The second problem, and the one which is perhaps most important for those who do not have a compelling consciousness of omnipresence, is that of theodicy, i.e. why bad things happen to good people. Put very simply, if you propose:-
1. God is all-powerful
2. God is all-knowing and
3. God is omnibenevolent (i.e. wishes the best for each and every one of us)
the mere observation of the world tells us that bad things are happening daily, hourly, minute by minute and second by second to millions of reasonably good people. Thus not all of these statements can be correct; either God is unable to correct these evils, he does not know of them (or does not know of them in advance so as to be able to prevent them) or he is not a good God.

A large number of “work-rounds” have been proposed for this problem. If there is a countervailing force of evil, God is not really all-powerful. If God withdraws (kenosis), God is not in practice all-powerful. If God witholds action in order to permit free will, God is not in practice all-powerful. Those are the common answers.

In fact, a prominent process theologian, Charles Hartshorne, wrote a book called “Omnipotence and other Theological Mistakes”, which argues very cogently that neither omnipotence nor omniscience can actually be the case as a matter of philosophy, and, of course, Process Theology holds that God’s power and knowledge are in fact both limited, albeit very great. However, God’s power is expressed cooperatively and relationally rather than unilaterally. Theodicy is not a major problem to a Process Theologian.

The third problem is that God is thought of as perfect and therefore unchangeable and unmoved by emotion (“impassible”). This is not easy to provide proof texts for, and is in fact a deduction drawn from Platonic and Aristotelean philosophy; indeed, the Hebrew Scriptures are full of instances in which God is seen to be wrathful, jealous, merciful, loving and downright emotional. There are also several instances of God changing his mind – the sparing of the Ninevites after their wholesale repentance in the story of Jonah springs to mind. A particularly good account of this is found in Jack Miles’ book “God, A Biography”, which treats the Hebrew Scriptures as a work of literature in which God is the main character (as far as I know an unique approach) and seeks to plot his character development.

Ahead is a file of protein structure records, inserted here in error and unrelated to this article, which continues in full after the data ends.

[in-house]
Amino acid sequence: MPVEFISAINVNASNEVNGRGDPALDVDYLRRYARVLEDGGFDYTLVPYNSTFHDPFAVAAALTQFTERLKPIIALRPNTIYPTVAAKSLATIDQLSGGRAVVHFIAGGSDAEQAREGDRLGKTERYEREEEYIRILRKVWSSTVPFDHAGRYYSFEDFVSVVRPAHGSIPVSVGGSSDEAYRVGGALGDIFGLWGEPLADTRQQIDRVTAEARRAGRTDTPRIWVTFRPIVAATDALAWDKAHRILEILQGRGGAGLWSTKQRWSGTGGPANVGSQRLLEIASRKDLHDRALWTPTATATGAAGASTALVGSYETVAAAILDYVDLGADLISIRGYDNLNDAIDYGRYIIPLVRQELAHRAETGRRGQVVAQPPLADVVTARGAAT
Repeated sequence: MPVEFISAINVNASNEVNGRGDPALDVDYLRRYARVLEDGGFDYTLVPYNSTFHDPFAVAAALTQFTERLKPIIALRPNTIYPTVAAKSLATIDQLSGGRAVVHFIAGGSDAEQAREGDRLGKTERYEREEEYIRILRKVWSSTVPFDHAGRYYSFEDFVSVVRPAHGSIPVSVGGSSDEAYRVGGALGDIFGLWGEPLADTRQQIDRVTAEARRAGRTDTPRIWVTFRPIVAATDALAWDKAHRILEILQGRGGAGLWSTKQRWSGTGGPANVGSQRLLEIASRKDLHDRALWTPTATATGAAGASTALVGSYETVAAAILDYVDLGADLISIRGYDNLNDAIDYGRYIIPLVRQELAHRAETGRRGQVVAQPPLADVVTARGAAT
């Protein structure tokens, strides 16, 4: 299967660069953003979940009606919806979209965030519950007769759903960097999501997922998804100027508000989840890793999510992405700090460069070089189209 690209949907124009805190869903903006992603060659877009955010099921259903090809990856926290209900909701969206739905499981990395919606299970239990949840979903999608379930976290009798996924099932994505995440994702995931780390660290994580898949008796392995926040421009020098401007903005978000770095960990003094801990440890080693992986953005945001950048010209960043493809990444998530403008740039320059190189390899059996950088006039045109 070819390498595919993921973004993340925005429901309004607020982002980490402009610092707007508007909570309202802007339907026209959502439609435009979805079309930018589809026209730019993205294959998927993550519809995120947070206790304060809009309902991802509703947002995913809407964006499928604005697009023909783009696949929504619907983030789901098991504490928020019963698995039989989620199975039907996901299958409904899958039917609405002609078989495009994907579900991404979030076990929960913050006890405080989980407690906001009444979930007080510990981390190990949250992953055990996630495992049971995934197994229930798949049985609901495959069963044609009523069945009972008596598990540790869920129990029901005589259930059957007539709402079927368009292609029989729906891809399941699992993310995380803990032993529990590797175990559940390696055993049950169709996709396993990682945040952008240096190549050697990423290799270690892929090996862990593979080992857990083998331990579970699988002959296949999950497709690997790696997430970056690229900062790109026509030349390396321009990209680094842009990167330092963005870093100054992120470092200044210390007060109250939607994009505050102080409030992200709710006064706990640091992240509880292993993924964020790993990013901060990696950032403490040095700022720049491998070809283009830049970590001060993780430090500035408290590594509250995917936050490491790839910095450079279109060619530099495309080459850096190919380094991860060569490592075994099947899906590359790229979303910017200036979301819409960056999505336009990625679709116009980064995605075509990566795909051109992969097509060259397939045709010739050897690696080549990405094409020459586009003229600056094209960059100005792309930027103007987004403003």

The fact that unchangeability and impassibility is not well supported by scripture is only the start of it; if we are to talk about having a relationship with God, or indeed loving God, how is this possible in a situation where no emotion is returned? In fact, the God of the Greek philosophers is distant, unapproachable and indifferent, an attitude summed up by Shakespeare in King Lear: “As flies to wanton boys are we to the gods: they kill us for their sport”. It is unsurprising that development of this train of thinking led to the Enlightenment Deists, who were content with a God who set things in motion but was uninvolved thereafter, and was certainly nothing that one could love or have a relationship with, or, really, worship.

Process sees god not as the “unmoved mover”, as classical philosophy would have it, but as the “most moved mover”, intimately involved in every aspect of creation.

I’ll continue in the next post with some further problems.


A new look, a new system (Processing, please wait 2)